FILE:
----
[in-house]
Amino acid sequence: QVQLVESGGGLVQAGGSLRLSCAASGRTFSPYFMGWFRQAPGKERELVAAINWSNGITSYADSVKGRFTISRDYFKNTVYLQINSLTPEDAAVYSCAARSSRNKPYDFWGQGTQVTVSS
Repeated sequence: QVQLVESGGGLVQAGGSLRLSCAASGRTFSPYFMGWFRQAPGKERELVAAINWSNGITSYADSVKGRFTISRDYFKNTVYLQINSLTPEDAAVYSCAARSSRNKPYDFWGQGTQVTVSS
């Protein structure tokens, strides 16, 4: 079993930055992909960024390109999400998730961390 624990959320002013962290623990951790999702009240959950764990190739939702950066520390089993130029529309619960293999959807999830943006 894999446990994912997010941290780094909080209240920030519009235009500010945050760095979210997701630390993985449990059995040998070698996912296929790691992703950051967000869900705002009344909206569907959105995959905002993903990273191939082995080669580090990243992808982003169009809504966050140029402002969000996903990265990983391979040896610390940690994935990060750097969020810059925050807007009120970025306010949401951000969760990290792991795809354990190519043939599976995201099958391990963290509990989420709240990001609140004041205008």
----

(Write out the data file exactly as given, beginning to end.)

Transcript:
[in-house]
Amino acid sequence: QVQLVESGGGLVQAGGSLRLSCAASGRTFSPYFMGWFRQAPGKERELVAAINWSNGITSYADSVKGRFTISRDYFKNTVYLQINSLTPEDAAVYSCAARSSRNKPYDFWGQGTQVTVSS
Repeated sequence: QVQLVESGGGLVQAGGSLRLSCAASGRTFSPYFMGWFRQAPGKERELVAAINWSNGITSYADSVKGRFTISRDYFKNTVYLQINSLTPEDAAVYSCAARSSRNKPYDFWGQGTQVTVSS
């Protein structure tokens, strides 16, 4: 079993930055992909960024390109999400998730961390 624990959320002013962290623990951790999702009240959950764990190739939702950066520390089993130029529309619960293999959807999830943006 894999446990994912997010941290780094909080209240920030519009235009500010945050760095979210997701630390993985449990059995040998070698996912296929790691992703950051967000869900705002009344909206569907959105995959905002993903990273191939082995080669580090990243992808982003169009809504966050140029402002969000996903990265990983391979040896610390940690994935990060750097969020810059925050807007009120970025306010949401951000969760990290792991795809354990190519043939599976995201099958391990963290509990989420709240990001609140004041205008």